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Will Bitcoin’s Halving Have Less Price Effect Over Time? This Analyst Says No

Will Bitcoin's Halving Have Less Price Effect Over Time? This Analyst Says No

With Bitcoin (BTC)’s next halving only five months away, investors are excited about whether the event can catalyze another epic bull market similar to years past.

Mitchell Askew – Head Analyst for Blockware Solutions – is optimistic: not only does he predict more gains to come, but that the halving’s effect will retain its exponential strength in future cycles as well.

Bitcoin Halving VS Price

Askew’s theory bunks conventional wisdom stating that both Bitcoin (BTC) and the halving are subject to the law of diminishing returns – meaning the more money invested into an asset, the smaller investors’ profits become.

“Price is set at the margin,” wrote Askew in an X post on Monday. “The only trade that matters when determining the BTC price is the next one. If no more sellers remain at $40,000, and the next ask is at $50,000, price immediately jumps up.”

The Bitcoin halving is a roughly one-in-four-year event in which the supply of new BTC issued by the network after each block is cut by 50%. Given that the crypto market tends to move in four-year cycles, many theorize that the halving is responsible for kickstarting bull market years through a BTC supply squeeze.

That said, many also believe the multiplier effect caused by these halvings will diminish over time. Bernstein, for example, predicted last month that BTC will peak next cycle at $150,000 in 2025, due to the “ law of large numbers.”

Why Bitcoin Can Still Rise Parabolically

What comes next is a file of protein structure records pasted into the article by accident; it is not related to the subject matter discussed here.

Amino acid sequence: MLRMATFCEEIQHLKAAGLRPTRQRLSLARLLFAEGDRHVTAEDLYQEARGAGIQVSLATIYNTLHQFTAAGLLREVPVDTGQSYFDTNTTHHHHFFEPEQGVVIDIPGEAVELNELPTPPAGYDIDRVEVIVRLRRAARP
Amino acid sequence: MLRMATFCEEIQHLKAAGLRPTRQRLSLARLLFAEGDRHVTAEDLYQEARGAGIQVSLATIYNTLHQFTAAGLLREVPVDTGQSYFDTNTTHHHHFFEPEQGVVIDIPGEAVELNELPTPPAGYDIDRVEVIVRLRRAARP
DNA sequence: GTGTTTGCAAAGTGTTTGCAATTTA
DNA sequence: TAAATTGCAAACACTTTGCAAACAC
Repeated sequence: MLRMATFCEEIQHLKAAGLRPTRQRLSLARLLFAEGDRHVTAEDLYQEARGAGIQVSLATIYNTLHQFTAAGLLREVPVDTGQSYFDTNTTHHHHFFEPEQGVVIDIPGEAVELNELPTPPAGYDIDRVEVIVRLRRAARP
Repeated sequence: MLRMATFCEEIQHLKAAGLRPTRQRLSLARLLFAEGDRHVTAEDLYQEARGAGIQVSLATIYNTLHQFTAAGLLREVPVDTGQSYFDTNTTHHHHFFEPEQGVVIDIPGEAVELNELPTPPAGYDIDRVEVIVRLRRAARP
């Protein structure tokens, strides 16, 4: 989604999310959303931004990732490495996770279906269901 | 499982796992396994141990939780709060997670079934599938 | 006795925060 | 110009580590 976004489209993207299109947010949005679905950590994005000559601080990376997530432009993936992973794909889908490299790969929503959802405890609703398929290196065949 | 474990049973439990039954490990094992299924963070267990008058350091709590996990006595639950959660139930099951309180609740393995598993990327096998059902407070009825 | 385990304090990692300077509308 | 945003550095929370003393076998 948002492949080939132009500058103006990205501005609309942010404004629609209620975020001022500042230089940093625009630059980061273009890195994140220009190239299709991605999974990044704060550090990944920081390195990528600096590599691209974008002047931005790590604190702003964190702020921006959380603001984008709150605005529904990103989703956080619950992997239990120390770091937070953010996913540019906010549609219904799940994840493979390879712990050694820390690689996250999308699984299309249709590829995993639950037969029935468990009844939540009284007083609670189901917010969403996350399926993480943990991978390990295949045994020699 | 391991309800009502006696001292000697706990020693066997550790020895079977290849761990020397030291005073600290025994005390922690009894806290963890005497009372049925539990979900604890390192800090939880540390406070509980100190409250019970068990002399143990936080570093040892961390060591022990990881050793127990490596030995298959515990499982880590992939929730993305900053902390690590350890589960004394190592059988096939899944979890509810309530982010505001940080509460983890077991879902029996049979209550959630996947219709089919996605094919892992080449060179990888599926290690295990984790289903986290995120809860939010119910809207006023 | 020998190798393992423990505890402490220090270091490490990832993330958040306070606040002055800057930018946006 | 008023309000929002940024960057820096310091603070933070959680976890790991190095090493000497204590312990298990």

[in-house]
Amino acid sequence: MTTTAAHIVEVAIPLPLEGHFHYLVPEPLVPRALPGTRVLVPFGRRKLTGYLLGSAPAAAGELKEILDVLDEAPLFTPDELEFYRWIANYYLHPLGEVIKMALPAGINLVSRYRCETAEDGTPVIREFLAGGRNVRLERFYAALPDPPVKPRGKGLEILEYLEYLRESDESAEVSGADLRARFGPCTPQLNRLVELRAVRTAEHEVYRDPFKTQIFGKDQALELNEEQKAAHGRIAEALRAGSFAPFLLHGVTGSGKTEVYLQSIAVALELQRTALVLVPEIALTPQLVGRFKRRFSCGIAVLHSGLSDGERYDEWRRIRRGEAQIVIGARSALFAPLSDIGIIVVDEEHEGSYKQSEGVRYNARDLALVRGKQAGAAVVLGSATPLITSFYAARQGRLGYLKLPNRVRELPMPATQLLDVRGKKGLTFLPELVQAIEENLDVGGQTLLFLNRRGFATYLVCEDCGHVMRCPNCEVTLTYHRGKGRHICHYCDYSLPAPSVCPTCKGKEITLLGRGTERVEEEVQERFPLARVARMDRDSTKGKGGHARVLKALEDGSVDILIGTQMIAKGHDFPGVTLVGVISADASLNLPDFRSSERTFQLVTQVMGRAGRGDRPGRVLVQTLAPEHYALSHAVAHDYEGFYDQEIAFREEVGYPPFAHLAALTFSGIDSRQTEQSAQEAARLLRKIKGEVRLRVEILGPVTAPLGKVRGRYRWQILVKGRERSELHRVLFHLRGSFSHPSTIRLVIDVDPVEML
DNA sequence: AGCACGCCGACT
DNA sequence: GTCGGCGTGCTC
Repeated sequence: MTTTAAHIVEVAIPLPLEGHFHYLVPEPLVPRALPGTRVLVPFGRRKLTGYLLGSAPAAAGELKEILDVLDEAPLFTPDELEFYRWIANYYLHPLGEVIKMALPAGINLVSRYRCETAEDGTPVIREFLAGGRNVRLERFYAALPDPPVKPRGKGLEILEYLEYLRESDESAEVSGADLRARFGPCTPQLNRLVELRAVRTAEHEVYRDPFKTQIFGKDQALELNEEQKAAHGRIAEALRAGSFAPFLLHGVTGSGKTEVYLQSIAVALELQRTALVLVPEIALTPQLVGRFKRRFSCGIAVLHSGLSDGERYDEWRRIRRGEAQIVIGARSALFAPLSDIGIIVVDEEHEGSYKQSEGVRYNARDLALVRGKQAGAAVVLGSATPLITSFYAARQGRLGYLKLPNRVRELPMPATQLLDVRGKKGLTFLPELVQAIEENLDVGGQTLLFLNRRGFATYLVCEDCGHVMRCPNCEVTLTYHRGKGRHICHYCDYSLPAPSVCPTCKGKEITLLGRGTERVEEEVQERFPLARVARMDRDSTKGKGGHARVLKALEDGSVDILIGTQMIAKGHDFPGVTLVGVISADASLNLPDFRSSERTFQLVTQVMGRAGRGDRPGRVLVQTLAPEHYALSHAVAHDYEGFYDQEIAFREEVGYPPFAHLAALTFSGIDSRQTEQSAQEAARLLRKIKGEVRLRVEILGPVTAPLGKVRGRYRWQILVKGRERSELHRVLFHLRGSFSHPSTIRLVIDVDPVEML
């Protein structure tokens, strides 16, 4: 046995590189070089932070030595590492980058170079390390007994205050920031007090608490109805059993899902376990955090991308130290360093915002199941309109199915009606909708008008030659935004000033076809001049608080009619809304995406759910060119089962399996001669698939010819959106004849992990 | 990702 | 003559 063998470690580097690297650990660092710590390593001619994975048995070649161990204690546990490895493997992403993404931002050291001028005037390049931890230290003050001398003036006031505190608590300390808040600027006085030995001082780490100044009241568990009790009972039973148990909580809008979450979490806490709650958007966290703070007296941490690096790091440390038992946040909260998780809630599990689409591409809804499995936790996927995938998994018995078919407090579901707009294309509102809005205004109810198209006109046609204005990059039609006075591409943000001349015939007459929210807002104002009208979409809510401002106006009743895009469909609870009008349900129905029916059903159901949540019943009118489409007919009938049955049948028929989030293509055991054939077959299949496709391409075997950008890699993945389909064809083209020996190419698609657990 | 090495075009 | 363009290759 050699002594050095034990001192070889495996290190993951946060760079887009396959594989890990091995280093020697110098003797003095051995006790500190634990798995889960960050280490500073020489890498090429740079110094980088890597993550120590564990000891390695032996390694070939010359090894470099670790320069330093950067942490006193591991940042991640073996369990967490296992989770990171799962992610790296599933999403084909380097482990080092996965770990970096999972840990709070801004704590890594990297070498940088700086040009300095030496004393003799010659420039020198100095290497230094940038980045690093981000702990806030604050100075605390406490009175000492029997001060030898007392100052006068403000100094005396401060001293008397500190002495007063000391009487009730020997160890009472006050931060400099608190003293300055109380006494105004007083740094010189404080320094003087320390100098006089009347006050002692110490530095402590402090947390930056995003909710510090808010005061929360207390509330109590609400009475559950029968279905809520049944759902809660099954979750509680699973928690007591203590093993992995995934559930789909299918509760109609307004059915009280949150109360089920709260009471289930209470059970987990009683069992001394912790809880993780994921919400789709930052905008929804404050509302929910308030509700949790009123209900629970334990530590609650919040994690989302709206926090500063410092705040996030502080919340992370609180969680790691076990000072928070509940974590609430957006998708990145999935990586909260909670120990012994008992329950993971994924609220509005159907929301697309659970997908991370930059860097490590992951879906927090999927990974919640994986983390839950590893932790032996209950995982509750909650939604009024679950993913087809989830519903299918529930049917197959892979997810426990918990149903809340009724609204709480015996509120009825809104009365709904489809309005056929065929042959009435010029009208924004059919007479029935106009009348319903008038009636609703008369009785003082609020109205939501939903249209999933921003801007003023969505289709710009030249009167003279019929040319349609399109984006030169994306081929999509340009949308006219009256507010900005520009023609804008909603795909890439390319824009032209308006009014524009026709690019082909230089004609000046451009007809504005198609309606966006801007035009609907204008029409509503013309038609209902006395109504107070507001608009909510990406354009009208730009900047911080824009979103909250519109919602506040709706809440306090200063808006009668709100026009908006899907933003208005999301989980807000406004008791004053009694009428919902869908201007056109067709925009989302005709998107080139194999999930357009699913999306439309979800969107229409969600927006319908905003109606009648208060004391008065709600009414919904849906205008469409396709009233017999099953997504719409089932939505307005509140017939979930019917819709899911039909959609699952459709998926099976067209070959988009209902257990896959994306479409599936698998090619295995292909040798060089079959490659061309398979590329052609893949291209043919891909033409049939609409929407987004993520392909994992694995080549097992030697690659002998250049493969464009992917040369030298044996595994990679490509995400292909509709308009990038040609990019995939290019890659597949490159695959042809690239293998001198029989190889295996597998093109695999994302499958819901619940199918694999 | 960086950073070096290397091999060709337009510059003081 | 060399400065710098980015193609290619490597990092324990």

Some also believe cycles will phase out across time as the existing BTC supply becomes so large as to make future, smaller halvings irrelevant.

Yet according to Askew, such logic is flawed in the context of BTC. since it “doesn’t account for the amount of supply that’s available, which decreases over time as HODLers accumulate.”

Indeed, HODLer accumulation is noticeable on-chain. Glassnode data indicates that Bitcoin’s “available supply” – defined as coins that have moved within the past 155 days – is now near historic lows.

Another factor is adoption: with most average people still having no exposure to BTC, an unprecedented “parabolic” wave of new network entrants could still throw all previous price patterns to the wind.

“The total addressable market for BTC is every ounce of wealth/savings in the world,” wrote Askew. “At some point, an unfathomable amount of demand will penetrate the market.”

Bitcoin’s price surged to $44,500 last week but has since cooled to $41,130 after a mass liquidation event on Sunday.

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